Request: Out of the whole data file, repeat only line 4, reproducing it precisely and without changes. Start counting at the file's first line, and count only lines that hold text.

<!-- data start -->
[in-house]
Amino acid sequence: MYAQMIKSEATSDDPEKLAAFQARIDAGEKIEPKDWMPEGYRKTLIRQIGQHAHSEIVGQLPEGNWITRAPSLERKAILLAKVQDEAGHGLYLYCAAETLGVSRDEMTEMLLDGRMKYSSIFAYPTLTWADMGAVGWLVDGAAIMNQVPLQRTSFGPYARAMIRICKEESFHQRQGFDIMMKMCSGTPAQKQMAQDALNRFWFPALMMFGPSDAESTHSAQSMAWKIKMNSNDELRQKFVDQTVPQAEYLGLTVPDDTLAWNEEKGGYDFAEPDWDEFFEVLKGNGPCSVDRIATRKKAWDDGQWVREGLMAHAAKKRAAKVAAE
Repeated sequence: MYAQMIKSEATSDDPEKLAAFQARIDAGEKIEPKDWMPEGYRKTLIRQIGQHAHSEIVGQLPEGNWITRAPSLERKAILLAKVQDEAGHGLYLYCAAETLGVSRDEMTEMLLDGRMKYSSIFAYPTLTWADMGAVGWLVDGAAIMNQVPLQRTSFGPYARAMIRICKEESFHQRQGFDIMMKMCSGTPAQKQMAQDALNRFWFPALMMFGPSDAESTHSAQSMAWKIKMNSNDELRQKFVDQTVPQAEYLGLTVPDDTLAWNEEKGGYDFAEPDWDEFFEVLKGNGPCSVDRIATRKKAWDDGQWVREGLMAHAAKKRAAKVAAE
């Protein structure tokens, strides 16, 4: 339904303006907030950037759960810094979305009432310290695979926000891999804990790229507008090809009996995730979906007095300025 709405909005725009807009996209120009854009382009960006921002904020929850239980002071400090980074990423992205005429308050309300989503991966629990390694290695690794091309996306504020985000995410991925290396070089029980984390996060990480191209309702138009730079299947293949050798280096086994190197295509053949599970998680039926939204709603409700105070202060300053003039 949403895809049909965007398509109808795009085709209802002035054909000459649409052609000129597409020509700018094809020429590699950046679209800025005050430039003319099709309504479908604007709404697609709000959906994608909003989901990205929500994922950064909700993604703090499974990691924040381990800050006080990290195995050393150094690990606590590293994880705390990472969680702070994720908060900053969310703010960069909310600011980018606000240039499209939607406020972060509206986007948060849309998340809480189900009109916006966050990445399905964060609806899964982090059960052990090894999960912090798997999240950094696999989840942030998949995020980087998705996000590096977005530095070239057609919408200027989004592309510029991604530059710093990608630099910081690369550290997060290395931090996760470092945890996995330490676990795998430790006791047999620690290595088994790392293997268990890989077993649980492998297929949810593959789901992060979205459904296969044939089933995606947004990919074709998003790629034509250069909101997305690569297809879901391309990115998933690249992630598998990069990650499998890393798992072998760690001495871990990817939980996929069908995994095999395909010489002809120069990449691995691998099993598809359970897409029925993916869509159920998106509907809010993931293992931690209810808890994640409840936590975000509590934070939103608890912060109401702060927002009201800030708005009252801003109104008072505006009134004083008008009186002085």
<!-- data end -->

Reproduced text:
């Protein structure tokens, strides 16, 4: 339904303006907030950037759960810094979305009432310290695979926000891999804990790229507008090809009996995730979906007095300025 709405909005725009807009996209120009854009382009960006921002904020929850239980002071400090980074990423992205005429308050309300989503991966629990390694290695690794091309996306504020985000995410991925290396070089029980984390996060990480191209309702138009730079299947293949050798280096086994190197295509053949599970998680039926939204709603409700105070202060300053003039 949403895809049909965007398509109808795009085709209802002035054909000459649409052609000129597409020509700018094809020429590699950046679209800025005050430039003319099709309504479908604007709404697609709000959906994608909003989901990205929500994922950064909700993604703090499974990691924040381990800050006080990290195995050393150094690990606590590293994880705390990472969680702070994720908060900053969310703010960069909310600011980018606000240039499209939607406020972060509206986007948060849309998340809480189900009109916006966050990445399905964060609806899964982090059960052990090894999960912090798997999240950094696999989840942030998949995020980087998705996000590096977005530095070239057609919408200027989004592309510029991604530059710093990608630099910081690369550290997060290395931090996760470092945890996995330490676990795998430790006791047999620690290595088994790392293997268990890989077993649980492998297929949810593959789901992060979205459904296969044939089933995606947004990919074709998003790629034509250069909101997305690569297809879901391309990115998933690249992630598998990069990650499998890393798992072998760690001495871990990817939980996929069908995994095999395909010489002809120069990449691995691998099993598809359970897409029925993916869509159920998106509907809010993931293992931690209810808890994640409840936590975000509590934070939103608890912060109401702060927002009201800030708005009252801003109104008072505006009134004083008008009186002085």